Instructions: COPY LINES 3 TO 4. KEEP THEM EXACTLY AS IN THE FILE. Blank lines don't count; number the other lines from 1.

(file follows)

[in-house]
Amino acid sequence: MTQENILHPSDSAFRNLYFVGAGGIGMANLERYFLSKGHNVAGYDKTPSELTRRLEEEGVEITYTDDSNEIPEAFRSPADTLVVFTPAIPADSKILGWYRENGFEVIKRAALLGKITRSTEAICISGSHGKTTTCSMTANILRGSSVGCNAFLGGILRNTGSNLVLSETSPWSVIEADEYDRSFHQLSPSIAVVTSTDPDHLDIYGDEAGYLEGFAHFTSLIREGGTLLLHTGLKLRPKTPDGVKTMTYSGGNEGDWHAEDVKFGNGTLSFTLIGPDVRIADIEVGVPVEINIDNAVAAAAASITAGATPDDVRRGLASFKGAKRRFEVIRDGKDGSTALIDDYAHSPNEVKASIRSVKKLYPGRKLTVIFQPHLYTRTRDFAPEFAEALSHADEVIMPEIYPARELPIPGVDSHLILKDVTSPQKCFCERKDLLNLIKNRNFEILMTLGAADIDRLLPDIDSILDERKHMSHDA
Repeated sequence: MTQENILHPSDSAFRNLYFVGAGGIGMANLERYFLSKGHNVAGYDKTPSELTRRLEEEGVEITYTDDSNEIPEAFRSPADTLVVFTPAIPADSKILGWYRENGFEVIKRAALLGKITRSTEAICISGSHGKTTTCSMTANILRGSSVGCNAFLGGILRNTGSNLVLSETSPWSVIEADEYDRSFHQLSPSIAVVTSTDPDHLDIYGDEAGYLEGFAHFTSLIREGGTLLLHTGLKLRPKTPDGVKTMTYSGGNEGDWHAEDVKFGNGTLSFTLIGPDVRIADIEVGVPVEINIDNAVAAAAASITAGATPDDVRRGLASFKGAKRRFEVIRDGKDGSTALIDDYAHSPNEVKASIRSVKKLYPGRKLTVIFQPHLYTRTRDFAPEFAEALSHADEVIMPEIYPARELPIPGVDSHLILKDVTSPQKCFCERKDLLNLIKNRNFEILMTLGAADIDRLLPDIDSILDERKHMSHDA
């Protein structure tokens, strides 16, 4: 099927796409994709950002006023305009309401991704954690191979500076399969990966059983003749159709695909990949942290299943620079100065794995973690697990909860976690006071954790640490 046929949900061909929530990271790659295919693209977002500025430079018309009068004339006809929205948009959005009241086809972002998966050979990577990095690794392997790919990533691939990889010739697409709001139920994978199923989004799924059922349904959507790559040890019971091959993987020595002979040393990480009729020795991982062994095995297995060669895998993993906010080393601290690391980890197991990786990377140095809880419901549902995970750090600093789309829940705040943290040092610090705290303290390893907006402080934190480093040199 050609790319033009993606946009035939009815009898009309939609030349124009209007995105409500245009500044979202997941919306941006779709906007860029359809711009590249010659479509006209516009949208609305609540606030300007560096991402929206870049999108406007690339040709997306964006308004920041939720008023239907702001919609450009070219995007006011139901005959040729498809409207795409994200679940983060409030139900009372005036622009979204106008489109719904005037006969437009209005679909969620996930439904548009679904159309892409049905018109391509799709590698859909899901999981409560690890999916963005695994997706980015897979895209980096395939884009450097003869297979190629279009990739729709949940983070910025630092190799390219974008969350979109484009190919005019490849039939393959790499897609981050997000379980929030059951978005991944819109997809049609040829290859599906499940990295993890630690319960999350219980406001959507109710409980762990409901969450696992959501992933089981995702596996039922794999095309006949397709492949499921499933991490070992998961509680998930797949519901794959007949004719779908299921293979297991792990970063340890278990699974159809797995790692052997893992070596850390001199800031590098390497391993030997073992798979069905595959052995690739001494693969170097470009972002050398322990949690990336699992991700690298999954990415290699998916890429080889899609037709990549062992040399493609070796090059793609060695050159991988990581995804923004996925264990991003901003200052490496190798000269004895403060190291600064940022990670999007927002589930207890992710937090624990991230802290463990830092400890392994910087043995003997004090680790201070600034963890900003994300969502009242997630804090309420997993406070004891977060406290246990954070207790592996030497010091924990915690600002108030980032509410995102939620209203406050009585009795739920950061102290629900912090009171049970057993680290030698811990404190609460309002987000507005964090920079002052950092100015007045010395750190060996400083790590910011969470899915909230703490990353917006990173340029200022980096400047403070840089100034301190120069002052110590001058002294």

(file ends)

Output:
Repeated sequence: MTQENILHPSDSAFRNLYFVGAGGIGMANLERYFLSKGHNVAGYDKTPSELTRRLEEEGVEITYTDDSNEIPEAFRSPADTLVVFTPAIPADSKILGWYRENGFEVIKRAALLGKITRSTEAICISGSHGKTTTCSMTANILRGSSVGCNAFLGGILRNTGSNLVLSETSPWSVIEADEYDRSFHQLSPSIAVVTSTDPDHLDIYGDEAGYLEGFAHFTSLIREGGTLLLHTGLKLRPKTPDGVKTMTYSGGNEGDWHAEDVKFGNGTLSFTLIGPDVRIADIEVGVPVEINIDNAVAAAAASITAGATPDDVRRGLASFKGAKRRFEVIRDGKDGSTALIDDYAHSPNEVKASIRSVKKLYPGRKLTVIFQPHLYTRTRDFAPEFAEALSHADEVIMPEIYPARELPIPGVDSHLILKDVTSPQKCFCERKDLLNLIKNRNFEILMTLGAADIDRLLPDIDSILDERKHMSHDA
């Protein structure tokens, strides 16, 4: 099927796409994709950002006023305009309401991704954690191979500076399969990966059983003749159709695909990949942290299943620079100065794995973690697990909860976690006071954790640490 046929949900061909929530990271790659295919693209977002500025430079018309009068004339006809929205948009959005009241086809972002998966050979990577990095690794392997790919990533691939990889010739697409709001139920994978199923989004799924059922349904959507790559040890019971091959993987020595002979040393990480009729020795991982062994095995297995060669895998993993906010080393601290690391980890197991990786990377140095809880419901549902995970750090600093789309829940705040943290040092610090705290303290390893907006402080934190480093040199 050609790319033009993606946009035939009815009898009309939609030349124009209007995105409500245009500044979202997941919306941006779709906007860029359809711009590249010659479509006209516009949208609305609540606030300007560096991402929206870049999108406007690339040709997306964006308004920041939720008023239907702001919609450009070219995007006011139901005959040729498809409207795409994200679940983060409030139900009372005036622009979204106008489109719904005037006969437009209005679909969620996930439904548009679904159309892409049905018109391509799709590698859909899901999981409560690890999916963005695994997706980015897979895209980096395939884009450097003869297979190629279009990739729709949940983070910025630092190799390219974008969350979109484009190919005019490849039939393959790499897609981050997000379980929030059951978005991944819109997809049609040829290859599906499940990295993890630690319960999350219980406001959507109710409980762990409901969450696992959501992933089981995702596996039922794999095309006949397709492949499921499933991490070992998961509680998930797949519901794959007949004719779908299921293979297991792990970063340890278990699974159809797995790692052997893992070596850390001199800031590098390497391993030997073992798979069905595959052995690739001494693969170097470009972002050398322990949690990336699992991700690298999954990415290699998916890429080889899609037709990549062992040399493609070796090059793609060695050159991988990581995804923004996925264990991003901003200052490496190798000269004895403060190291600064940022990670999007927002589930207890992710937090624990991230802290463990830092400890392994910087043995003997004090680790201070600034963890900003994300969502009242997630804090309420997993406070004891977060406290246990954070207790592996030497010091924990915690600002108030980032509410995102939620209203406050009585009795739920950061102290629900912090009171049970057993680290030698811990404190609460309002987000507005964090920079002052950092100015007045010395750190060996400083790590910011969470899915909230703490990353917006990173340029200022980096400047403070840089100034301190120069002052110590001058002294």